Although no women are elders or overseers, Paul does refers to Phoebe as a diakonos (Rom. 16:1), which is actually the masculine form of the word, since there is no feminine form used in the Greek New Testament. Diakonos is translated as minister or servant, and is used of Jesus, Paul, and Timothy in other passages.
Since Paul did indeed refer to Phoebe as a diakonos, this may help to explain 1Timothy 3:8-12, where in a passage on the qualifications of an elder, Paul also drops in a whole verse on women’s qualifications. The Churches of God have traditionally interpreted this section to mean that women did have some type of religious office, although they followed an ancient practice in transliterating diakonos to deacon and deaconess, which splits the word away from its true meaning of servant.
When Paul wrote his epistle to Titus, he discussed some aspects of proper teaching to several classes of people: older men (2:2), older women (2:3), younger women (2:4-5), younger men (2:6-8) and slaves (2:9-10). But not only Titus was to be involved in teaching these groups.
Paul does not instruct Titus to exhort the younger women in any fashion; rather, Paul bids the older women teach—coming from a Greek root meaning encourage or urge—the younger women. There are two underlying premises in this passage: First, male leaders should avoid caring for younger women. Such direction is likely given in order to avoid temptations or inappropriate personal attachments. Second, women are better able to teach other women how to be mature Christian women.
We need to remember that in the first century, Jewish and Greek women in upper class families often lived in virtual seclusion in women’s quarters. In parts of ancient Greece, they could not so much as talk to a non-related male without bringing shame and dishonor to the husband. If they left the home, these Jewish and Greek women veiled their faces. Generally, they sent their slaves to any public setting such as the market, forum, etc. In this cultural setting, the older women of the church had the responsibility of making sure that women converts were properly instructed in the Gospel.
Did women converts also gain knowledge from elders in the assembly, perhaps on the Sabbath day? Maybe they did, but given the culture of that time, there were undoubtedly circumstances where they were not at liberty to leave their household. Think of Moslem women of today. Another woman can visit them in their quarters, but no man outside of the family can do so. And certainly they cannot go to a mixed assembly without a veil and their male relatives as escorts. What would a woman of the first century have done if she were part of such a household and she had no male relatives who were God-fearers? While she could not attend a private ekklesia of men and women, she could freely mix with other women. It was common in ancient times for women to meet for religious purposes as long as no men were present.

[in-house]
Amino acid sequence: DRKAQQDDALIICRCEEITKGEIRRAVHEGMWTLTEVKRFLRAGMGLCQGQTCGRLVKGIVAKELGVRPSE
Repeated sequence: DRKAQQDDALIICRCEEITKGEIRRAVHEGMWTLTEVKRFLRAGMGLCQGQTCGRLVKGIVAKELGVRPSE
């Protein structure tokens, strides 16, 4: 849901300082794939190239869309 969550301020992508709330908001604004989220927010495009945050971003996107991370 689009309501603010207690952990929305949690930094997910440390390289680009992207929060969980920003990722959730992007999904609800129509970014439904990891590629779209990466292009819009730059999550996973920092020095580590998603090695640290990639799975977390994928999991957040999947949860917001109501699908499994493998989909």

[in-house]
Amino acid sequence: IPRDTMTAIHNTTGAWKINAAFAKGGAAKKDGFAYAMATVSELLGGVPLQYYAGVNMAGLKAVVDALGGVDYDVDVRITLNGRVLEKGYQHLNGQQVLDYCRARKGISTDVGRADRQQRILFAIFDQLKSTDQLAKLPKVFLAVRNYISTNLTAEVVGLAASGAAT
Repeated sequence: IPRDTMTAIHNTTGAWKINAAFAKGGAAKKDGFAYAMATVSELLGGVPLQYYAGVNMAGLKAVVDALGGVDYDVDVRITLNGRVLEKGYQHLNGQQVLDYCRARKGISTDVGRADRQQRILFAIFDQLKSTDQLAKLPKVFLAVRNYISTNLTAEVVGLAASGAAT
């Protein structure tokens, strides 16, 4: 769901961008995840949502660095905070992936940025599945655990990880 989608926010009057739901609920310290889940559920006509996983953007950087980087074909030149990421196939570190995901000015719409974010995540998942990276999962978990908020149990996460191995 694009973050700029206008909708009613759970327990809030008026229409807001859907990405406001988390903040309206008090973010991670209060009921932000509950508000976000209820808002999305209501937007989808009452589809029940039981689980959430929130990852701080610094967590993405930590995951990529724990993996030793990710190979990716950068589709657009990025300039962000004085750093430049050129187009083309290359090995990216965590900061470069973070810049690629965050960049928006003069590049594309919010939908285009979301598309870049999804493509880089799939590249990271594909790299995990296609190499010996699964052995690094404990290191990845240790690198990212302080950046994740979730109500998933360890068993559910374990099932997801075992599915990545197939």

Notice that Titus 2:3-5 places no restrictions or limitations on where women are to teach younger women, how frequently the instruction is to take place, or on which days. Especially today, there is sound wisdom in having the older women teach the younger and thereby avoiding the inappropriate male/female relationships that sadly can and have taken place in the church.
Now let’s look at what women specifically did to assist with the Gospel. Women functioned as patrons of Jesus’ ministry, just as women had been patrons of Elijah and Elisha. Luke 8:1-3 describes how Mary Magdalene, Joanna, Susanna and many others were helping to support Jesus and the apostles out of their own means. Obviously, these women had a measure of financial independence.
After Paul saw a man in a vision saying “Come over to Macedonia and help us” (Acts 16:10), he and his preaching companions immediately sailed to Philippi. On the Sabbath day, they went out of the city to the riverside to a place where prayer was customarily made—but by whom? On that day a group of women had assembled. Again, it was not customary to have silent prayer at that time and a group of women gathering for religious purposes without men present was both acceptable and common.
Who was the first to respond to the Macedonian call? It was a woman named Lydia who worshipped God before she met Paul. The inference is that she was one of the pagans who accepted the ethical monotheism of Judaism and attended the synagogue, but who did not obligate themselves to keep the burdensome Jewish rituals so common during that era. Since churches were basically households at that time, scholars believe that Lydia thus established a church in Philippi. What is significant about this home fellowship group? It is considered the very first Church in Europe.
Wherever Christianity spread, some of the women set up house churches. Mary, the mother of John Mark, sponsored a house church of Hellenistic Jews in Jerusalem. It was on her door that the astonished Peter knocked to announce to the Christians assembled there that he had been liberated from prison by an angel (Acts 12:12-17). Apphia worked with two others to sponsor a house church in Colossae (Philem. 2). Nymphas had a group in Laodicea, and Phoebe at Cenchrea sponsored the congregations that met in their homes (Col. 4:15; Rom. 16:1). Phoebe was not only a benefactor of the church in Cenchrea (Rom. 16), but commentators believe that she personally carried Paul’s letter to the Romans. These women seem to have been Romanized in that they moved about and talked with men freely. Rome was much more liberal about including women in social and public functions—a few notable women even served as public officials.
The apostle John addresses his second epistle to the “elect lady”. There are many interpretations as to whether this greeting was symbolic of the church or refers to an actual woman. If it was indeed a woman, then John is giving her instructions about how the local church meeting in her home should deal with false teachers.
Paul’s ministry in Thessalonica results in the conversion of “not a few prominent women” (17.4). His ministry in Berea results in the conversion of “a number of prominent Greek women” (17.12). Paul at different times lists women whom he calls his “fellow-laborers”, and he asks churches to assist them in their tasks. Along with Lydia, Paul references Euodia and Syntyche (Phil 4:1-3), Tryphena and Tryphosa as fellow laborers.